Welcome to the support group using SHEEP to help people improve their mental health.
EWE Talk was launched by Emma Redman, 37, and Pippa Ashton, 46, last year.
The non-profit organisation aims to help struggling children and adults.
The pair started with just one sheep - but now have a flock of seven sheep and two goats to help those that are finding life challenging.
Studies have shown that animal therapy can have both psychological and physiological benefits.
Emma said: “One of the things we have always known is how useful animals are as a tool to help those struggling with diversities and mental health issues.
“Sheep aren’t used as therapy animals – people usually think of horse and dog therapy.
“We offer a safe space, if they want to talk to us then they can but maybe they just want to play and giggle and laugh and run around with the sheep.
“We want to be there to help anyone that needs us – we've got so much belief that what we can do is make a difference.”
Emma and Pippa, from Thame, Oxon., started EWE Talk after Emma was given the opportunity to buy a unique breed of sheep - a Valias Blacknose
Valais Blacknose sheep are known for their dog-like temperament - making them the perfect animal to provide emotional support.
From there, the pair realised there was a gap in the market for a unique animal therapy venture and decided to give it a go.
While their goal is to visit schools and educational settings with the fluffy friends, currently they welcome children struggling with their mental health on to the farm.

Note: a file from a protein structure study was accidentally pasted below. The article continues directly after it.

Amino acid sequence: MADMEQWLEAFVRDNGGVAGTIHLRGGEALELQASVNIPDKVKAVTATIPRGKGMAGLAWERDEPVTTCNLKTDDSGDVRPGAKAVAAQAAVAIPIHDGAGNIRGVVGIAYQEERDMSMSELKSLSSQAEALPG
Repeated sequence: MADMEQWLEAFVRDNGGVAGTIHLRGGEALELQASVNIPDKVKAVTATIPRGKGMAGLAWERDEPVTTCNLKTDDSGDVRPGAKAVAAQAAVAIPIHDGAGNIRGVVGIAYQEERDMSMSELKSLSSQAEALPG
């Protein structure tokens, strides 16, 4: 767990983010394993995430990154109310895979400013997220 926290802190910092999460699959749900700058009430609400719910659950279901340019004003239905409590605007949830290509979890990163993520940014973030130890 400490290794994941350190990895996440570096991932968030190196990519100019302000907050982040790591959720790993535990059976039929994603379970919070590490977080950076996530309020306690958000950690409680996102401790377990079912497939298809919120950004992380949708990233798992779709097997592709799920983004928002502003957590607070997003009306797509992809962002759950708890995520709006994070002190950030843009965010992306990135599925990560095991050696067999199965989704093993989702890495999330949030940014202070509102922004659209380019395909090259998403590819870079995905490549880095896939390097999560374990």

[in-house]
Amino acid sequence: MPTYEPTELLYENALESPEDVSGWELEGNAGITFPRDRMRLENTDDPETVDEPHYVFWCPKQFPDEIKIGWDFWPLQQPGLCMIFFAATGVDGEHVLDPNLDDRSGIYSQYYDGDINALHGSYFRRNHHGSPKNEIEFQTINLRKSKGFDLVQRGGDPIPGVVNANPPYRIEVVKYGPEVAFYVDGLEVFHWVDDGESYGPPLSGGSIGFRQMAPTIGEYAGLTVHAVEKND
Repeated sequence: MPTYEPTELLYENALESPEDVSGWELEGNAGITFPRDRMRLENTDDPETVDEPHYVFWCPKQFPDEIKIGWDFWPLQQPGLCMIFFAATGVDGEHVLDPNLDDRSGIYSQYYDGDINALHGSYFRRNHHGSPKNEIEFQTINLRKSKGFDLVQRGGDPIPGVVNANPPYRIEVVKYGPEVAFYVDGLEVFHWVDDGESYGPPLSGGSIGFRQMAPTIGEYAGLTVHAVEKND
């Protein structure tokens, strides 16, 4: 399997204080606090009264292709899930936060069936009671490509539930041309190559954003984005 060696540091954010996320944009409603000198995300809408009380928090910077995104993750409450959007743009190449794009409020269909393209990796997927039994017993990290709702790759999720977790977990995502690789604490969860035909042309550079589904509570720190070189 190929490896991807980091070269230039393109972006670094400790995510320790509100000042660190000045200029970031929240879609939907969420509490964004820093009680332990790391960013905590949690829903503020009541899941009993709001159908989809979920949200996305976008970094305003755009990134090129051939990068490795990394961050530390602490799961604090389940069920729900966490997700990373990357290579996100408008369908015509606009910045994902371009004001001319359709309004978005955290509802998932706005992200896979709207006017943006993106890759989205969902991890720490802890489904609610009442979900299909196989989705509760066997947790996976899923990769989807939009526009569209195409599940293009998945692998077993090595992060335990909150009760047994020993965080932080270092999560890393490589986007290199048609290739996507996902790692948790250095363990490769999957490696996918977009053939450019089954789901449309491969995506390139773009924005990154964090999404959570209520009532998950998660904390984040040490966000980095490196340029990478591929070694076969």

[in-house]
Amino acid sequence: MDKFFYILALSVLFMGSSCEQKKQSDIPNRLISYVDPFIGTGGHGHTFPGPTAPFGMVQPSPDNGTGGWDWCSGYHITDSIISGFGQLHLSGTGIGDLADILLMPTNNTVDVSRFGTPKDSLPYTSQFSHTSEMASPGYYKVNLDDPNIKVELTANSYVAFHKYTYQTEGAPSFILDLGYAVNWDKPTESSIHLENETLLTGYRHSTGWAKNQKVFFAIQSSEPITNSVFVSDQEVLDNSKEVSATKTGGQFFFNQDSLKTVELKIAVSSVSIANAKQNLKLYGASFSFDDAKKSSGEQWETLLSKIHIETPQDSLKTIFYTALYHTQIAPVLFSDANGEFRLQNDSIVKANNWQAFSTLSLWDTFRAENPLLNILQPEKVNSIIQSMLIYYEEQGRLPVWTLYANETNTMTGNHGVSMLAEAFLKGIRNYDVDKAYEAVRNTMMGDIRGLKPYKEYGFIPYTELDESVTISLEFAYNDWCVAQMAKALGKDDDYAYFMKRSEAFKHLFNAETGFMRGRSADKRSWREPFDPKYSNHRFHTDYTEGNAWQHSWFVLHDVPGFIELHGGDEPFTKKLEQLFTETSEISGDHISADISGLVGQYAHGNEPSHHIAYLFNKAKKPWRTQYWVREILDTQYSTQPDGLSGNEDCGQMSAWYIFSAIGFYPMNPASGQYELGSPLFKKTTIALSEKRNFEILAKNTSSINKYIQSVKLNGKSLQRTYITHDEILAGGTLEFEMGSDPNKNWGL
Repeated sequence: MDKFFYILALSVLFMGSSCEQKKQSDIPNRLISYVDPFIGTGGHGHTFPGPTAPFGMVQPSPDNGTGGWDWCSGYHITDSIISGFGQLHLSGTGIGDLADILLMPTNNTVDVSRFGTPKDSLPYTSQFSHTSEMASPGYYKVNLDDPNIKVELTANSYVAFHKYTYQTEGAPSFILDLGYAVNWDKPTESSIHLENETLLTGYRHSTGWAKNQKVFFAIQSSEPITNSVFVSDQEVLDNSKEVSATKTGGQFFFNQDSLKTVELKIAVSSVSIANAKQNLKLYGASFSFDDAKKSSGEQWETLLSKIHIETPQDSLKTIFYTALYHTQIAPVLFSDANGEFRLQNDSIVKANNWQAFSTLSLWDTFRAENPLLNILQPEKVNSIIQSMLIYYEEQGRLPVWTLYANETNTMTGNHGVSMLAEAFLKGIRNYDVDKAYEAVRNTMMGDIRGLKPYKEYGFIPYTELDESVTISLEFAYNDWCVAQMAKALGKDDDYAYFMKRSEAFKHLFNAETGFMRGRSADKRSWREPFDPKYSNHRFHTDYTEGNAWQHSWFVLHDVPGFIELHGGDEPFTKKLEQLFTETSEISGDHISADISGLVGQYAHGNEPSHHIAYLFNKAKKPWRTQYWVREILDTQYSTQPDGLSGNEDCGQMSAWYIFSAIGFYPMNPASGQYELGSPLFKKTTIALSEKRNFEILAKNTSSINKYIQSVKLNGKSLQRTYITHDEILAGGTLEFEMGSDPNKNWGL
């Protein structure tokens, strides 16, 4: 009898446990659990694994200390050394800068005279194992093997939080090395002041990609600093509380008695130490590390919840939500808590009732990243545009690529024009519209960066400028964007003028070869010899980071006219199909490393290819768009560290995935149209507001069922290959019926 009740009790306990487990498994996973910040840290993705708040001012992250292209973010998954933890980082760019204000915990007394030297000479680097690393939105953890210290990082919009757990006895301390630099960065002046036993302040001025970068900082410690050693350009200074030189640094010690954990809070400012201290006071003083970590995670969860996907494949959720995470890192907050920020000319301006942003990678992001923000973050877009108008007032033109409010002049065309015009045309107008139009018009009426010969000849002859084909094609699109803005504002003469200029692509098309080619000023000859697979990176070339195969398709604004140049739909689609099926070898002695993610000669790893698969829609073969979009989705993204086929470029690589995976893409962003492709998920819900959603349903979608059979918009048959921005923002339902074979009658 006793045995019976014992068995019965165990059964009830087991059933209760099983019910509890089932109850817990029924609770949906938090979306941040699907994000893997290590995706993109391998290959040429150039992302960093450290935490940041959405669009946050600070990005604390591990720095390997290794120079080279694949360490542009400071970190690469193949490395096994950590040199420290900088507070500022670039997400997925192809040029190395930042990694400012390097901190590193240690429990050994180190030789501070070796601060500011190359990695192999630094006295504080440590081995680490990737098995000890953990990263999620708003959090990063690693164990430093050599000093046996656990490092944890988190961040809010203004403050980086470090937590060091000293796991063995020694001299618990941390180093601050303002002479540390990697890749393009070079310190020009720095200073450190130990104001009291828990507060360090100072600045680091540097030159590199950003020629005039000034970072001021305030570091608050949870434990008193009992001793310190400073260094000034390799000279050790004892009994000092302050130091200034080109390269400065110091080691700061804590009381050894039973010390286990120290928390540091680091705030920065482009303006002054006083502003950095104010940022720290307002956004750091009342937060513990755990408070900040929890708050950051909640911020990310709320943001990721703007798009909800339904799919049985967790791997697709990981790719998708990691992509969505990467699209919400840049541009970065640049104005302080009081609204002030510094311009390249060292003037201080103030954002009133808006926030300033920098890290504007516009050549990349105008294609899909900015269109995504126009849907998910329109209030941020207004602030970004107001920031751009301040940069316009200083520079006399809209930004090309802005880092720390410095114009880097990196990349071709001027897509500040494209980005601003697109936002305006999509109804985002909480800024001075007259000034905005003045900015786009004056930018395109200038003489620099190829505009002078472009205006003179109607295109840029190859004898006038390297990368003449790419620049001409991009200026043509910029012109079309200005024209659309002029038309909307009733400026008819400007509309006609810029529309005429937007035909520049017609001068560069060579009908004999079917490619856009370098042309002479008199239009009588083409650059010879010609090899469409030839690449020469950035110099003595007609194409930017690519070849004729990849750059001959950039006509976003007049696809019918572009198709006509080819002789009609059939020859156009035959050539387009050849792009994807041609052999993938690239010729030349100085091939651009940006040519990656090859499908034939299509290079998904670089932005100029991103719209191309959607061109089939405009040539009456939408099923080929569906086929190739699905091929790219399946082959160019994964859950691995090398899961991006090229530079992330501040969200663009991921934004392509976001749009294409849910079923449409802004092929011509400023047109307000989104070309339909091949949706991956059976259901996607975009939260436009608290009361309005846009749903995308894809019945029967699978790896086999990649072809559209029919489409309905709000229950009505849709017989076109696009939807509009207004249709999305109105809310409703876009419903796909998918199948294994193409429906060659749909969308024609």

On some occasions, they've even transported the flock to locals in need of emotional support.
Now, they're hoping to secure more funding to expand their operation.
Emma said: "We are a mobile service which is unique - we load two animals into a vehicle and can go anywhere within the county.
"We can go to people’s houses and help those struggling with loneliness and isolation.
"We’re not alternative education provider, our focus is on wellbeing and emotional support for children with neurodiversity and mental health issues.
"We’ve run pilots with people offering free services mostly from home.
"A young girl came to the farm who had tried all different types of therapies and for first ten minutes she didn’t want to engage.
"After that she was in the stable with the sheep being cuddled - over the hour we started to talk and there was laughter and smiles and she's come back weekly since.
"Every time we see a child benefit from their time with the animals it gives us that passion to move forwards and make a difference.
"We felt honoured that we were able to be there with them and support them and share that with them and they let us in.
"All the children going through these things are superheroes, if we can make difference to a few people's lives then it’s a success."